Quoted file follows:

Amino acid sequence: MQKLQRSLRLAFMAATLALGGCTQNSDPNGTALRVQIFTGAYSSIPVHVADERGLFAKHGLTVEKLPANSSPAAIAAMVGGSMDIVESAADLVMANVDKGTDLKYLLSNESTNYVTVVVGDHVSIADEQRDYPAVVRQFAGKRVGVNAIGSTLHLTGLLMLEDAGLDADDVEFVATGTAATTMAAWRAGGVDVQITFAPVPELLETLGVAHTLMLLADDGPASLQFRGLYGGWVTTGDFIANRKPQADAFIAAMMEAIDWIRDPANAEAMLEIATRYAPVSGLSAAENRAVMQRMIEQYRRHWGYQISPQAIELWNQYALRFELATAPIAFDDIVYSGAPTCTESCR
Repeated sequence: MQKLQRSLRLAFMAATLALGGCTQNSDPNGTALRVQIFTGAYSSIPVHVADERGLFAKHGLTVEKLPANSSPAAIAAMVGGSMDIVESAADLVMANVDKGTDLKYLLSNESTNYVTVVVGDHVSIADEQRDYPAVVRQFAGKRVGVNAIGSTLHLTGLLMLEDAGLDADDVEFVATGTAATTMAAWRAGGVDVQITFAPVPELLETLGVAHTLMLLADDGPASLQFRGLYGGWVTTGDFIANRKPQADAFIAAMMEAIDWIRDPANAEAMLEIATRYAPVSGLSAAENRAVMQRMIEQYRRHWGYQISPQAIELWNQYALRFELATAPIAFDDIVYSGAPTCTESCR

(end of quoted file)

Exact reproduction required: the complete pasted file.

Amino acid sequence: MQKLQRSLRLAFMAATLALGGCTQNSDPNGTALRVQIFTGAYSSIPVHVADERGLFAKHGLTVEKLPANSSPAAIAAMVGGSMDIVESAADLVMANVDKGTDLKYLLSNESTNYVTVVVGDHVSIADEQRDYPAVVRQFAGKRVGVNAIGSTLHLTGLLMLEDAGLDADDVEFVATGTAATTMAAWRAGGVDVQITFAPVPELLETLGVAHTLMLLADDGPASLQFRGLYGGWVTTGDFIANRKPQADAFIAAMMEAIDWIRDPANAEAMLEIATRYAPVSGLSAAENRAVMQRMIEQYRRHWGYQISPQAIELWNQYALRFELATAPIAFDDIVYSGAPTCTESCR
Repeated sequence: MQKLQRSLRLAFMAATLALGGCTQNSDPNGTALRVQIFTGAYSSIPVHVADERGLFAKHGLTVEKLPANSSPAAIAAMVGGSMDIVESAADLVMANVDKGTDLKYLLSNESTNYVTVVVGDHVSIADEQRDYPAVVRQFAGKRVGVNAIGSTLHLTGLLMLEDAGLDADDVEFVATGTAATTMAAWRAGGVDVQITFAPVPELLETLGVAHTLMLLADDGPASLQFRGLYGGWVTTGDFIANRKPQADAFIAAMMEAIDWIRDPANAEAMLEIATRYAPVSGLSAAENRAVMQRMIEQYRRHWGYQISPQAIELWNQYALRFELATAPIAFDDIVYSGAPTCTESCR